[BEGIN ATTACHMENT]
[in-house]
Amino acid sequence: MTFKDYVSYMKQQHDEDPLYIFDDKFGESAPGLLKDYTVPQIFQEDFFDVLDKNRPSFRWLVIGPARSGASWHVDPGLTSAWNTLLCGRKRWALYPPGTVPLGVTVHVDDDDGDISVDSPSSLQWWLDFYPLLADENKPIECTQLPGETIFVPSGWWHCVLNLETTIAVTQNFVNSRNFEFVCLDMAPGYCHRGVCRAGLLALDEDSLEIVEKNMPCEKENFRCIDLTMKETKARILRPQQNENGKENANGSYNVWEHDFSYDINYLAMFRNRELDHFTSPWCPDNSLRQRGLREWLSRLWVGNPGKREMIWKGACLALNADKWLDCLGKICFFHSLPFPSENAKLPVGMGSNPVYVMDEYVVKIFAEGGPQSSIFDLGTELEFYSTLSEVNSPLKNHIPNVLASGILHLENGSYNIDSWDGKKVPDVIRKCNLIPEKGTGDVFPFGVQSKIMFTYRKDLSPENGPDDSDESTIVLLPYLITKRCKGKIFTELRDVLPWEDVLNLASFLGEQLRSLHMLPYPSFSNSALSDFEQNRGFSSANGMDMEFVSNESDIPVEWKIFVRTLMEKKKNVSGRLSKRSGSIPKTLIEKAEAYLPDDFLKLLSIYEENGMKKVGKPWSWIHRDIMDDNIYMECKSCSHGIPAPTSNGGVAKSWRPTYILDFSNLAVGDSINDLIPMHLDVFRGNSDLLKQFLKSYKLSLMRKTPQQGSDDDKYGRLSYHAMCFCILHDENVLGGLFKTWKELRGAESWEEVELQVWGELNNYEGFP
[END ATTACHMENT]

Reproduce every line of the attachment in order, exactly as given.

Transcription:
[in-house]
Amino acid sequence: MTFKDYVSYMKQQHDEDPLYIFDDKFGESAPGLLKDYTVPQIFQEDFFDVLDKNRPSFRWLVIGPARSGASWHVDPGLTSAWNTLLCGRKRWALYPPGTVPLGVTVHVDDDDGDISVDSPSSLQWWLDFYPLLADENKPIECTQLPGETIFVPSGWWHCVLNLETTIAVTQNFVNSRNFEFVCLDMAPGYCHRGVCRAGLLALDEDSLEIVEKNMPCEKENFRCIDLTMKETKARILRPQQNENGKENANGSYNVWEHDFSYDINYLAMFRNRELDHFTSPWCPDNSLRQRGLREWLSRLWVGNPGKREMIWKGACLALNADKWLDCLGKICFFHSLPFPSENAKLPVGMGSNPVYVMDEYVVKIFAEGGPQSSIFDLGTELEFYSTLSEVNSPLKNHIPNVLASGILHLENGSYNIDSWDGKKVPDVIRKCNLIPEKGTGDVFPFGVQSKIMFTYRKDLSPENGPDDSDESTIVLLPYLITKRCKGKIFTELRDVLPWEDVLNLASFLGEQLRSLHMLPYPSFSNSALSDFEQNRGFSSANGMDMEFVSNESDIPVEWKIFVRTLMEKKKNVSGRLSKRSGSIPKTLIEKAEAYLPDDFLKLLSIYEENGMKKVGKPWSWIHRDIMDDNIYMECKSCSHGIPAPTSNGGVAKSWRPTYILDFSNLAVGDSINDLIPMHLDVFRGNSDLLKQFLKSYKLSLMRKTPQQGSDDDKYGRLSYHAMCFCILHDENVLGGLFKTWKELRGAESWEEVELQVWGELNNYEGFP